Senate investigates alleged diversion of IDPs relief materials

Tunde Akanbi, Ilorin

The Nigerian Senate says plans are underway to launch a full investigation of the alleged diversion of relief material meant for Internally Displaced Persons (IDPs) camps in the North East.

The National Emergency Management Agency and other agencies entrusted with the responsibility of providing the materials have been listed for investigation.

The President of the Senate, Dr Abubakar Bukola Saraki, who gave the indication in Ilorin, said the report reaching the upper chamber of the National Assembly fingered some officials of the agencies of crossing the nation’s borders with relief materials.

He said the senate, would upon resumption from its recess, summon the affected agencies to explain the rationale behind the alleged diversion of materials.

Describing the action as a serious infraction that must be treated as such, the senate president vowed that anyone found culpable in the gross violation would be severely sanctioned.

Doctor Saraki also pledged that the senate under his leadership would not shield any public official indicted for corrupt practices no matter how highly placed.

On the war against the insurgents, the senate president said the military operation was largely successful, pointing out that the counter-terrorism operation was only required to clear the remnants of the insurgent’s hotbed.

He gave assurance that the reconstruction of the affected areas in the Northeast would begin as soon as the operation was concluded.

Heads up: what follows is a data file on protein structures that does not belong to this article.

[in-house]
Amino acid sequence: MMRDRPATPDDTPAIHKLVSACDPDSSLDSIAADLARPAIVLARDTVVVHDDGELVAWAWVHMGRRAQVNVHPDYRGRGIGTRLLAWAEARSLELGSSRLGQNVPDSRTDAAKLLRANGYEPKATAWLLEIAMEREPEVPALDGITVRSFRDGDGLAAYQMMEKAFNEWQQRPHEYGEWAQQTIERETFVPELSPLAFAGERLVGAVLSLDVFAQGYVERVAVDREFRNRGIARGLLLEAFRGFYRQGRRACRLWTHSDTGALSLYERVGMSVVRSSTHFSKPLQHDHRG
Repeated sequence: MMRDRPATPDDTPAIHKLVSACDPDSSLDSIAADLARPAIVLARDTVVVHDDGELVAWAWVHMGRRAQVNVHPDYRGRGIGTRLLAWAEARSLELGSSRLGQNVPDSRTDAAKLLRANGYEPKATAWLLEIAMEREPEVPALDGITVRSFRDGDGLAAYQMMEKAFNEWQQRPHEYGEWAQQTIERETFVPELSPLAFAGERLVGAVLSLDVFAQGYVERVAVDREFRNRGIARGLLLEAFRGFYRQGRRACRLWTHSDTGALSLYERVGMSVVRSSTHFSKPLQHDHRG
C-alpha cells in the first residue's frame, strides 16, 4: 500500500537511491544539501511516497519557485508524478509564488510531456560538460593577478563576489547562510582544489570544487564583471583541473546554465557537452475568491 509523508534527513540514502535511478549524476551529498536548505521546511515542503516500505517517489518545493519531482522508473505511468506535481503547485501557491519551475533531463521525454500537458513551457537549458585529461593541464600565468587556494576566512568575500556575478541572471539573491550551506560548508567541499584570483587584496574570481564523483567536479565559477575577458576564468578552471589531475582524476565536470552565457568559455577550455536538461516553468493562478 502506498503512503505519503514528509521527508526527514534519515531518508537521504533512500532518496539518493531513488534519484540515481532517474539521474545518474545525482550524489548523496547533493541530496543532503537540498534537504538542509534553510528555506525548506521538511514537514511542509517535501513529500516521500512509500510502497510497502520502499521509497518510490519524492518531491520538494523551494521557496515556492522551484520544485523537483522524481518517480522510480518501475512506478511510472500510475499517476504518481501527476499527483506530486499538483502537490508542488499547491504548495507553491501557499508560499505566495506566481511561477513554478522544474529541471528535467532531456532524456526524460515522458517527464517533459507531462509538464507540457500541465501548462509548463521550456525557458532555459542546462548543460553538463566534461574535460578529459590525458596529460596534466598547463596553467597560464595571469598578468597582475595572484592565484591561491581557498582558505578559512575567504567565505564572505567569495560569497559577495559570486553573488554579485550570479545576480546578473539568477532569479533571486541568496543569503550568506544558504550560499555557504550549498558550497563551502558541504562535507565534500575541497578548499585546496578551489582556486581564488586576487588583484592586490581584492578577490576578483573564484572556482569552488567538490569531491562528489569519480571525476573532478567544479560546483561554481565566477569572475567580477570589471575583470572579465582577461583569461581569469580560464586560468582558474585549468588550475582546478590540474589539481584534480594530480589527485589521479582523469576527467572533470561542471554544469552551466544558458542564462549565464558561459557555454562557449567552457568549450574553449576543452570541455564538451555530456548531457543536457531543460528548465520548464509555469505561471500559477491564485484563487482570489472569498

“The military operation being carried out in the Northeast has recorded a major breakthrough. What is required now is to clear the remaining places like Sambisa where the insurgents are still present. We are worried by the reported cases of diversion of foods and other relief materials meant for IDPs camps,” the Senate President added.

“After the ongoing operation, the reconstruction would start. I want to believe that the diversion of IDPs foods must be treated seriously. Those involved would be invited. It is a serious offence and must be treated as such. NEMA and others found to be involved in the operation would be invited to explain why the relief materials are crossing borders.

In another development, the senate has attributed the delay in the passage of Petroleum Industry Bill to renewed hostility by Niger delta avengers.

The president of the senate said the bill would have scaled second reading at the floor of the upper arm of the legislature but for the militancy.

Senator Saraki, however, called on the government to employ all available options to bring the nefarious activities of the militia to a halt, saying the loss incurred by the government since the onslaught began, was unimaginable.